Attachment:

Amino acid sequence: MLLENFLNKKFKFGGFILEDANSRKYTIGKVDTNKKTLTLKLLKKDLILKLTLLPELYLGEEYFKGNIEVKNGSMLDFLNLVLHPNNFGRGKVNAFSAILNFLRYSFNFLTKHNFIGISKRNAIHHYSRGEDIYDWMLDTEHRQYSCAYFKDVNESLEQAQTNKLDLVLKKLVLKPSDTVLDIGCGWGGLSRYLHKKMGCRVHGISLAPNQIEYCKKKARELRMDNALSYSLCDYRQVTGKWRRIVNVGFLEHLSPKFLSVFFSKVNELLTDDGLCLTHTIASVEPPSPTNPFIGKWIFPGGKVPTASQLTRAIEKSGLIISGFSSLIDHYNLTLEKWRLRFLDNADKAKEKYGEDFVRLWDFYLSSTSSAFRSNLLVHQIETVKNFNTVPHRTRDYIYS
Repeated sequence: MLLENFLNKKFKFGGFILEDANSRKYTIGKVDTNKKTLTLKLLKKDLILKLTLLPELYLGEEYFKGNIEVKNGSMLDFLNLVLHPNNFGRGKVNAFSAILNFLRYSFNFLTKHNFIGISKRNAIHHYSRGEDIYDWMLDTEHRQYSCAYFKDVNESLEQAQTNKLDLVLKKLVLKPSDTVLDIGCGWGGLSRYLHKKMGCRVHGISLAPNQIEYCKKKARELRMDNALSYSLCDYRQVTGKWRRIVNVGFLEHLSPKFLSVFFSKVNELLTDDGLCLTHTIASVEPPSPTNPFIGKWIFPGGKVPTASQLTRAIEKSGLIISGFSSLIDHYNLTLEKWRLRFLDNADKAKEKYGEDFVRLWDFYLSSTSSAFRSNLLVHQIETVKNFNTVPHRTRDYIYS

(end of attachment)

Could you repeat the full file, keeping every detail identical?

Amino acid sequence: MLLENFLNKKFKFGGFILEDANSRKYTIGKVDTNKKTLTLKLLKKDLILKLTLLPELYLGEEYFKGNIEVKNGSMLDFLNLVLHPNNFGRGKVNAFSAILNFLRYSFNFLTKHNFIGISKRNAIHHYSRGEDIYDWMLDTEHRQYSCAYFKDVNESLEQAQTNKLDLVLKKLVLKPSDTVLDIGCGWGGLSRYLHKKMGCRVHGISLAPNQIEYCKKKARELRMDNALSYSLCDYRQVTGKWRRIVNVGFLEHLSPKFLSVFFSKVNELLTDDGLCLTHTIASVEPPSPTNPFIGKWIFPGGKVPTASQLTRAIEKSGLIISGFSSLIDHYNLTLEKWRLRFLDNADKAKEKYGEDFVRLWDFYLSSTSSAFRSNLLVHQIETVKNFNTVPHRTRDYIYS
Repeated sequence: MLLENFLNKKFKFGGFILEDANSRKYTIGKVDTNKKTLTLKLLKKDLILKLTLLPELYLGEEYFKGNIEVKNGSMLDFLNLVLHPNNFGRGKVNAFSAILNFLRYSFNFLTKHNFIGISKRNAIHHYSRGEDIYDWMLDTEHRQYSCAYFKDVNESLEQAQTNKLDLVLKKLVLKPSDTVLDIGCGWGGLSRYLHKKMGCRVHGISLAPNQIEYCKKKARELRMDNALSYSLCDYRQVTGKWRRIVNVGFLEHLSPKFLSVFFSKVNELLTDDGLCLTHTIASVEPPSPTNPFIGKWIFPGGKVPTASQLTRAIEKSGLIISGFSSLIDHYNLTLEKWRLRFLDNADKAKEKYGEDFVRLWDFYLSSTSSAFRSNLLVHQIETVKNFNTVPHRTRDYIYS